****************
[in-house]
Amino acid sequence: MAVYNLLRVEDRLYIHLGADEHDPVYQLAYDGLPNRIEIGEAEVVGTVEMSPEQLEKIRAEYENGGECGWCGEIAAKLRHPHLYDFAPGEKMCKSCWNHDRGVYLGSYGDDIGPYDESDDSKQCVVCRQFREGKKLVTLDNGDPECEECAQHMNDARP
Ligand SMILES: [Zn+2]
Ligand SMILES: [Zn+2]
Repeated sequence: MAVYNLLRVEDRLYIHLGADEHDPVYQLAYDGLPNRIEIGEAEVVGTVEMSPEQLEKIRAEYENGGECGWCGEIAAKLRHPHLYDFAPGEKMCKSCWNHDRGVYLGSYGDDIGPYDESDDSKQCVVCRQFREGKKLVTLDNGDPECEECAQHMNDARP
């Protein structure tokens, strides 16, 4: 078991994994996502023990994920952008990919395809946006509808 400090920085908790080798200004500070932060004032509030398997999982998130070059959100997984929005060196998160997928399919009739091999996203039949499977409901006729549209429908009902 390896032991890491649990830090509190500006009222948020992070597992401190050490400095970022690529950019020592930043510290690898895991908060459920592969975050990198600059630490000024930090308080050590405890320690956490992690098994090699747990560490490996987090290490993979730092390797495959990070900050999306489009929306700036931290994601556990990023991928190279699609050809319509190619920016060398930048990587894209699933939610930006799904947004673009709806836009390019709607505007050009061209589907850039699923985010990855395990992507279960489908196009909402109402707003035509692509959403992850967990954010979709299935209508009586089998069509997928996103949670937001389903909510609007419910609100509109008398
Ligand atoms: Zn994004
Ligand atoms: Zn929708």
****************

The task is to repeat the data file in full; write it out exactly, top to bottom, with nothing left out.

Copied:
[in-house]
Amino acid sequence: MAVYNLLRVEDRLYIHLGADEHDPVYQLAYDGLPNRIEIGEAEVVGTVEMSPEQLEKIRAEYENGGECGWCGEIAAKLRHPHLYDFAPGEKMCKSCWNHDRGVYLGSYGDDIGPYDESDDSKQCVVCRQFREGKKLVTLDNGDPECEECAQHMNDARP
Ligand SMILES: [Zn+2]
Ligand SMILES: [Zn+2]
Repeated sequence: MAVYNLLRVEDRLYIHLGADEHDPVYQLAYDGLPNRIEIGEAEVVGTVEMSPEQLEKIRAEYENGGECGWCGEIAAKLRHPHLYDFAPGEKMCKSCWNHDRGVYLGSYGDDIGPYDESDDSKQCVVCRQFREGKKLVTLDNGDPECEECAQHMNDARP
């Protein structure tokens, strides 16, 4: 078991994994996502023990994920952008990919395809946006509808 400090920085908790080798200004500070932060004032509030398997999982998130070059959100997984929005060196998160997928399919009739091999996203039949499977409901006729549209429908009902 390896032991890491649990830090509190500006009222948020992070597992401190050490400095970022690529950019020592930043510290690898895991908060459920592969975050990198600059630490000024930090308080050590405890320690956490992690098994090699747990560490490996987090290490993979730092390797495959990070900050999306489009929306700036931290994601556990990023991928190279699609050809319509190619920016060398930048990587894209699933939610930006799904947004673009709806836009390019709607505007050009061209589907850039699923985010990855395990992507279960489908196009909402109402707003035509692509959403992850967990954010979709299935209508009586089998069509997928996103949670937001389903909510609007419910609100509109008398
Ligand atoms: Zn994004
Ligand atoms: Zn929708």